awakened a sleeping giant.
On the surface, the Big 7 do not
acknowledge the plethora of new
challengers in the ATV business.
But importers of Asian ATVs are
working hard to deliver a good product
at a super price. Consequently,
everyone in the ATV business is
now operating in a hyper-competitive
Some of the possible results of
this environment might be:
Cost reduction pressure. While it
is true that prices for high-end
are creeping upward, there is heavy
pressure is coming from Chinese
Taiwanese manufacturers to keep
costs down across the board especially
models less than 500cc. Cost reduction
pressure is causing all of the Big
to source more and more of their
products in Southeast Asia or other
cost manufacturing regions such
as Eastern Europe .
There could be an industry-wide
dilution of quality. Quality in
context refers to both product quality
and service quality. Dilution of
quality has only partially to do
with where ATVs are being manufactured;
is also a simple law of averages.
In any business with an overload
players there will inevitably be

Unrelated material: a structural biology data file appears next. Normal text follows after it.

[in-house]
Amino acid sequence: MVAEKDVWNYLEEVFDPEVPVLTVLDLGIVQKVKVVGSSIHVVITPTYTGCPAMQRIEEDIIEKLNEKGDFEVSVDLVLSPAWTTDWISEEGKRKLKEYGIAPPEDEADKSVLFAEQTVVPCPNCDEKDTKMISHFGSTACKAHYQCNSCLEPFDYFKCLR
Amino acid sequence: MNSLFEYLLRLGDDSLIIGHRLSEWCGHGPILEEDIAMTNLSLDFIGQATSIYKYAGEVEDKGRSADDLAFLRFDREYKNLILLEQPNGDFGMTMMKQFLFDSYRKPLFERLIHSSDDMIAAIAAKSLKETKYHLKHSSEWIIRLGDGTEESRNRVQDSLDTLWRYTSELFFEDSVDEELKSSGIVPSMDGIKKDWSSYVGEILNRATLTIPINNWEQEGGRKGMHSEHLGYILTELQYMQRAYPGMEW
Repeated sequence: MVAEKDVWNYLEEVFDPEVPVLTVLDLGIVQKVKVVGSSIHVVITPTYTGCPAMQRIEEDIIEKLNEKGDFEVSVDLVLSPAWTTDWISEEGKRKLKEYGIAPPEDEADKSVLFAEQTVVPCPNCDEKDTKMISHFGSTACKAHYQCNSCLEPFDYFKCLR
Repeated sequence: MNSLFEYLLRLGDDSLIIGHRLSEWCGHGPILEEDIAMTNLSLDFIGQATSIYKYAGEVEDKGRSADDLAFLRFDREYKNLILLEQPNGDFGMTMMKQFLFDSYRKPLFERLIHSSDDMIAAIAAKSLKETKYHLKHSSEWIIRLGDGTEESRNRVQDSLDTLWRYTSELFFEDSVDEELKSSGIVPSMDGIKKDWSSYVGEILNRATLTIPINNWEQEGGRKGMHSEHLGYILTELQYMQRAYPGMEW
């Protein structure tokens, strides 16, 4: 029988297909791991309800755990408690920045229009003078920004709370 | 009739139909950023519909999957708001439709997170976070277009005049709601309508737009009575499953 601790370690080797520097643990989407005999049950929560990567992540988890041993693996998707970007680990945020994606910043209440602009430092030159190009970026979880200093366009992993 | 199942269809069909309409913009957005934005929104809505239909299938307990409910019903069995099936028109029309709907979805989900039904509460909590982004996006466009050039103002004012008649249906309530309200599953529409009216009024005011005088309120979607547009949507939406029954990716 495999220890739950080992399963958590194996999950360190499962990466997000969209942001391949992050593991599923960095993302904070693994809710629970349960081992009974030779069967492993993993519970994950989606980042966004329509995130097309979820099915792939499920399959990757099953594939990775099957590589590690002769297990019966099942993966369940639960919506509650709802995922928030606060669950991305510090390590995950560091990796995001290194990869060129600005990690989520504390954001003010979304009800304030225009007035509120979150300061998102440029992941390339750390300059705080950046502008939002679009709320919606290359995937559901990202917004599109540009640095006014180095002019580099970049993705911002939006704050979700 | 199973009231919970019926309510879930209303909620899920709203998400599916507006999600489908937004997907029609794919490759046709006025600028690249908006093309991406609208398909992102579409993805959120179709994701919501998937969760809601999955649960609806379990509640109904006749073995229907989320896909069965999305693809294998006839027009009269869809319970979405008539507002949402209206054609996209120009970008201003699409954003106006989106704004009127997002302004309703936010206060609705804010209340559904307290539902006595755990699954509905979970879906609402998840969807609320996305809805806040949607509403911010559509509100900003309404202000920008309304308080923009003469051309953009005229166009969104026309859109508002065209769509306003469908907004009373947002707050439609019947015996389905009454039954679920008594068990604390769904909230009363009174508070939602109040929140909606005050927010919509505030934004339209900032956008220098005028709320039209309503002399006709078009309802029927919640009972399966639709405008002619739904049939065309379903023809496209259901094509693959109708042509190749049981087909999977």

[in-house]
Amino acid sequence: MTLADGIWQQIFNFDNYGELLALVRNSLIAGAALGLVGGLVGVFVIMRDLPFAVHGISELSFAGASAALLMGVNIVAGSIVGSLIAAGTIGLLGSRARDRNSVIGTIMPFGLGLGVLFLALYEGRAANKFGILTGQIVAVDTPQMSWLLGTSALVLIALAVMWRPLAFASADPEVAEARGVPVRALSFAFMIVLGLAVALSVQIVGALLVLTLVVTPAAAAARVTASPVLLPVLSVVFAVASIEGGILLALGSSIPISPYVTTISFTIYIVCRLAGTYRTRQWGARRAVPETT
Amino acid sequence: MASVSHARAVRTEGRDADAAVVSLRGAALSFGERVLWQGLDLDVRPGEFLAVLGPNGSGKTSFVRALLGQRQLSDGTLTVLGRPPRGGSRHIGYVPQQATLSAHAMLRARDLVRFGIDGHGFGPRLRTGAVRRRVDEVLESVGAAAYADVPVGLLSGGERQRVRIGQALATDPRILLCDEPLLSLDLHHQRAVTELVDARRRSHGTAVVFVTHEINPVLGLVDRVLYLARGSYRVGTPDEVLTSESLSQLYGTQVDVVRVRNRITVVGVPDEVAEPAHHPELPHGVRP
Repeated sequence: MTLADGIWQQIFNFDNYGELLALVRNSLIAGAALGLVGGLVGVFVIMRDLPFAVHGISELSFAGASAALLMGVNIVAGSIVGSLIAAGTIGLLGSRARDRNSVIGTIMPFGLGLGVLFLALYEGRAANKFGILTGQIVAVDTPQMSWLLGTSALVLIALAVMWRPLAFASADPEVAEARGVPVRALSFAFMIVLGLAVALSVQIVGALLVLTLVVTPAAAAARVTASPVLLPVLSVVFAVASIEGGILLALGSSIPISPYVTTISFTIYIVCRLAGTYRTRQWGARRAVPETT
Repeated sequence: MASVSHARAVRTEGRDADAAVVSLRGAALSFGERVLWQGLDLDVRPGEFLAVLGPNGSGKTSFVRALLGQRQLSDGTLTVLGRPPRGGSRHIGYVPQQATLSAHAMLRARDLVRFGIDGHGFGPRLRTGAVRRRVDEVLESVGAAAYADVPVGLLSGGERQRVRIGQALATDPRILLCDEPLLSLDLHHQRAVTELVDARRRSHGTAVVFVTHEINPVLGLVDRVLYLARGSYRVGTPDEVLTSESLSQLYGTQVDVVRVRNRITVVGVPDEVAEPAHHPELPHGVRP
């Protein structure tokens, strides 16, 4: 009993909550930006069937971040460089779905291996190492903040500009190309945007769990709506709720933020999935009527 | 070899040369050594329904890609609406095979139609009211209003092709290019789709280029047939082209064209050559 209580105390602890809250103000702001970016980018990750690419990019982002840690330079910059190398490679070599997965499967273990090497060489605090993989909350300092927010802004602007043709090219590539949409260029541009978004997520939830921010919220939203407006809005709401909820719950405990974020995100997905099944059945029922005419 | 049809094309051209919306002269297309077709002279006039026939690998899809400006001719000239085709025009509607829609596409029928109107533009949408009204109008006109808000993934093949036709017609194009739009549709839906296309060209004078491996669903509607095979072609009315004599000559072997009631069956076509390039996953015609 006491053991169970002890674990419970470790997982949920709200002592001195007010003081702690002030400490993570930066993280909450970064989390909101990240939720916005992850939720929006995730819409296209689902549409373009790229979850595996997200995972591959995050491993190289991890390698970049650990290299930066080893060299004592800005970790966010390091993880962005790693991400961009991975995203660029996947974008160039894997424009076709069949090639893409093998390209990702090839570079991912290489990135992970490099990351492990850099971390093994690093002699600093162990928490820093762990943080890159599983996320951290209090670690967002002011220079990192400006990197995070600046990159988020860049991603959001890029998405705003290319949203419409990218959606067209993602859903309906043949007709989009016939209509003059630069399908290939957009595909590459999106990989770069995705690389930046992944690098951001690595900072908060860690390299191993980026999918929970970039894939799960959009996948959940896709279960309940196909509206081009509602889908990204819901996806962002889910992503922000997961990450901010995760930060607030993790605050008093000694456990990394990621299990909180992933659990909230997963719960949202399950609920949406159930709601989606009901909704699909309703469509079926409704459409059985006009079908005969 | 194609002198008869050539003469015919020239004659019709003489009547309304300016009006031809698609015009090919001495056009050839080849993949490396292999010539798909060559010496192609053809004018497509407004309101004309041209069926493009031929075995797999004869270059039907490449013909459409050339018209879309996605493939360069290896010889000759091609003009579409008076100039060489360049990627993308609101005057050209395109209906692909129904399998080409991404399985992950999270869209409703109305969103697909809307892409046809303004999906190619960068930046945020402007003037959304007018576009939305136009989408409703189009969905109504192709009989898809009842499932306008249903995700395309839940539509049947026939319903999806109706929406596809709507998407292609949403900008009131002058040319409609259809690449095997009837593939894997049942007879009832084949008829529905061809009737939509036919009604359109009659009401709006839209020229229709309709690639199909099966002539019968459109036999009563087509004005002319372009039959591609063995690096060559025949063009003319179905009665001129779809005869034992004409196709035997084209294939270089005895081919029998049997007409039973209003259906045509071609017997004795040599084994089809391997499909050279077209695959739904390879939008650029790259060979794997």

companies who put out sub-quality
Most Asian importers are truly striving
to distribute a quality product
some of their offerings are very
the other side of the coin, the
Asian newcomers are not party to
design standards that the Big 7
comply with. However they do recognize
few consumers would buy an adult-sized
ATV that, for example, doesn't have
brake light or has archaic cable-operated
brakes--so the lack of a 'consent
decree' for Asian brands is only
part of the product quality issue.
Perhaps even more significant than
a dilution of product quality is
dilution, or dissolution, of dealer
and service quality. When a "Big-box"
retailer in a given area starts
selling low-cost ATVs "the
handwriting is on
the wall" for local dealerships.
That handwriting reads: "Be
Big And Be
Better Or Be Forced Out". The
phenomenon happening here is "commoditization"
and it is putting the squeeze on
sales and profit margins on every
player in the ATV business from
manufacturers to dealerships.
When something becomes a commodity
market there seem to be 2
options a 'premium' product and
service experience. The cost-reduction
approach will always be a vital
part of doing business in the ATV